Sanna Kramsi - I would if I could a guide to web accessibility

ARIA states

ARIA states are attributes that define the current condition of an element. On this page, I list some of the more common ones and how they are used.


The aria-current attribute indicates which element represents the current item within a container or set of related elements. It is used when an element within a set of related elements is visually styled to indicate it is the current item. Some examples of these:

  • Current page in the site menu or breadcrumb (value: page)
  • Current step in a step-based process (value: step)
  • Current date in a calendar (value: date)
  • Current time in a timetable (value: time)

In widgets where the aria-selected has the same meaning, it should be used instead of aria-current. An example of this would be a tablist where aria-selected should be used to indicate the currently displayed tab.

There is no semantic HTML equivalent for aria-current.


With aria-hidden you can hide an element from assistive technologies. Use this for content that provides no useful information for assistive technology users. For example, if you have some icons that are present as visual cues only, you should remove them from assistive technologies.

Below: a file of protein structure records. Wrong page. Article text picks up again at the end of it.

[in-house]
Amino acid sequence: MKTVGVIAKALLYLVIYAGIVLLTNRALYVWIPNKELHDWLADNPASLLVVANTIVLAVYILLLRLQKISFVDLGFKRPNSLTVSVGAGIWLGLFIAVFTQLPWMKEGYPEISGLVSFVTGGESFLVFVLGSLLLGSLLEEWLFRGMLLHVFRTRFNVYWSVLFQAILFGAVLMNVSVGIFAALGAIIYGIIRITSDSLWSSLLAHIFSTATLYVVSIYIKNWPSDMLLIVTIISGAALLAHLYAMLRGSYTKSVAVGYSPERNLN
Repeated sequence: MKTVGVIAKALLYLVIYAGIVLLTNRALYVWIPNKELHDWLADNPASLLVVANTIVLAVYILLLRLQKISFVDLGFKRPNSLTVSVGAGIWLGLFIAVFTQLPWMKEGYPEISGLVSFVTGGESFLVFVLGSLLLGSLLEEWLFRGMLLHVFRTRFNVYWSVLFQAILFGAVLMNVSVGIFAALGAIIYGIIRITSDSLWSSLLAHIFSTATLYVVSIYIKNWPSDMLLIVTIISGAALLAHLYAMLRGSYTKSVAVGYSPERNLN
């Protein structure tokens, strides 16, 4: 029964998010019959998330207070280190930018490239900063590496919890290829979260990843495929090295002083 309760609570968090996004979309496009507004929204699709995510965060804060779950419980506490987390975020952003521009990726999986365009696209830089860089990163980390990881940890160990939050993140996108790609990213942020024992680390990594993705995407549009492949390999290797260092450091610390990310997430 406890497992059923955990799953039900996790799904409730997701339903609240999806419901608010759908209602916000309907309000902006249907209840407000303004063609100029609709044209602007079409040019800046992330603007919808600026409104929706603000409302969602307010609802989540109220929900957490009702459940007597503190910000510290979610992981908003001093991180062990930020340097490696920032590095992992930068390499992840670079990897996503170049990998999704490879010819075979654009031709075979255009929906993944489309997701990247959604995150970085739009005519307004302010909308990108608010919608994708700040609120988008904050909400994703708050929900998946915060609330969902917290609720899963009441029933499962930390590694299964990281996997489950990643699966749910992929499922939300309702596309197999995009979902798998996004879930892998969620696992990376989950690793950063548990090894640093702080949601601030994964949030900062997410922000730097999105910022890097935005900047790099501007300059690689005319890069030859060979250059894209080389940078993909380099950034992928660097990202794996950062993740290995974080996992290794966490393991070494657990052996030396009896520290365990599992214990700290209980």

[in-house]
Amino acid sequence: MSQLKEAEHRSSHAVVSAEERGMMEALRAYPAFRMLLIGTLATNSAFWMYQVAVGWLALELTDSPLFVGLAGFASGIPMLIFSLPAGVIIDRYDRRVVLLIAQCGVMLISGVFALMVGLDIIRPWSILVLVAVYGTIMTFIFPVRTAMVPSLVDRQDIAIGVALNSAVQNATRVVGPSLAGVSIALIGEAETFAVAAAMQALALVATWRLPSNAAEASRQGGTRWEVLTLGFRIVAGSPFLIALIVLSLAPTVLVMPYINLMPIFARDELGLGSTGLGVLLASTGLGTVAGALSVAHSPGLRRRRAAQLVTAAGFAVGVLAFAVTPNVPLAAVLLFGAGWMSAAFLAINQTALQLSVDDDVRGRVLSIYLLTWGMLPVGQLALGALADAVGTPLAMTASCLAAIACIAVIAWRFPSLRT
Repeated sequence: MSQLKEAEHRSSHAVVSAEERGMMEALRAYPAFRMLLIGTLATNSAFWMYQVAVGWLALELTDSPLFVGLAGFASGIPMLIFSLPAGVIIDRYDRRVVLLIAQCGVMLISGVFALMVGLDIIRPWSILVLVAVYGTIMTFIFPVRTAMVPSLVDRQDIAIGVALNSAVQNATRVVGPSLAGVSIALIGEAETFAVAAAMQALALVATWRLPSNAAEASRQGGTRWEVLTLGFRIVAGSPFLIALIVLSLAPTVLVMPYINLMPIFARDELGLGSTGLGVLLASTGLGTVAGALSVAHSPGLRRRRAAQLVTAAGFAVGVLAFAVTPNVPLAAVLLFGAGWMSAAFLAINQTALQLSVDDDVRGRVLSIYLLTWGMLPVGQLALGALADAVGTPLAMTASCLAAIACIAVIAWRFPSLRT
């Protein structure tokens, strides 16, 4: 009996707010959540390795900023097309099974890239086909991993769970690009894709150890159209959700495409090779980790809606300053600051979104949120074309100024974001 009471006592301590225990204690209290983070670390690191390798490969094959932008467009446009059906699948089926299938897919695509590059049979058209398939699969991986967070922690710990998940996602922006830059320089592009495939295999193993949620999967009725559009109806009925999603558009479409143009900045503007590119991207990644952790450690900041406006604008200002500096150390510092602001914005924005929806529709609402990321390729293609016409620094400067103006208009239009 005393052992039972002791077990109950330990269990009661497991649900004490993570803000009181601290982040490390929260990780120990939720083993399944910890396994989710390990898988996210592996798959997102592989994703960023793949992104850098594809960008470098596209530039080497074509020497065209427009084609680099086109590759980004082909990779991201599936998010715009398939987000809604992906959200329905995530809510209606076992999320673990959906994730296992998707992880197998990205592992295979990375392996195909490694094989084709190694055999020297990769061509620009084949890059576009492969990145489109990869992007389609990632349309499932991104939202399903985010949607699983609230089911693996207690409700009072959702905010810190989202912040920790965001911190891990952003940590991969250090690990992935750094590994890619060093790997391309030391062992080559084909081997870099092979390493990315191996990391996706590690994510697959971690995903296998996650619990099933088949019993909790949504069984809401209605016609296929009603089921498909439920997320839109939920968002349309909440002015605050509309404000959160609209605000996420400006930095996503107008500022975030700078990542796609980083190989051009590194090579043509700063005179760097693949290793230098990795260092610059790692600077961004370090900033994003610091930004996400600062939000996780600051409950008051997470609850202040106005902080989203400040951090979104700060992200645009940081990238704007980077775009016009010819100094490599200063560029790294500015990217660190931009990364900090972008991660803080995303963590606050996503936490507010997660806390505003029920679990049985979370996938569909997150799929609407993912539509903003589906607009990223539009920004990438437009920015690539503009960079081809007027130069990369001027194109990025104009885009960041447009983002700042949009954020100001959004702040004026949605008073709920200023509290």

It is recommended to hide content only if it is decorative or redundant or there is a text equivalent nearby. Otherwise, it might get confusing for your sighted users who use screen readers.

Don't use aria-hidden on a visible and focusable element.

Example of aria-hidden usage

<div aria-hidden="true">This element will be hidden from screen readers</div>

Aria-hidden can also be set to false, but that is unnecessary, you can just remove the aria-hidden attribute. Also, some screen readers might not recognize the false value for aria-hidden.


With aria-invalid you can indicate that the entered value doesn't conform to the format expected by the application.

Source material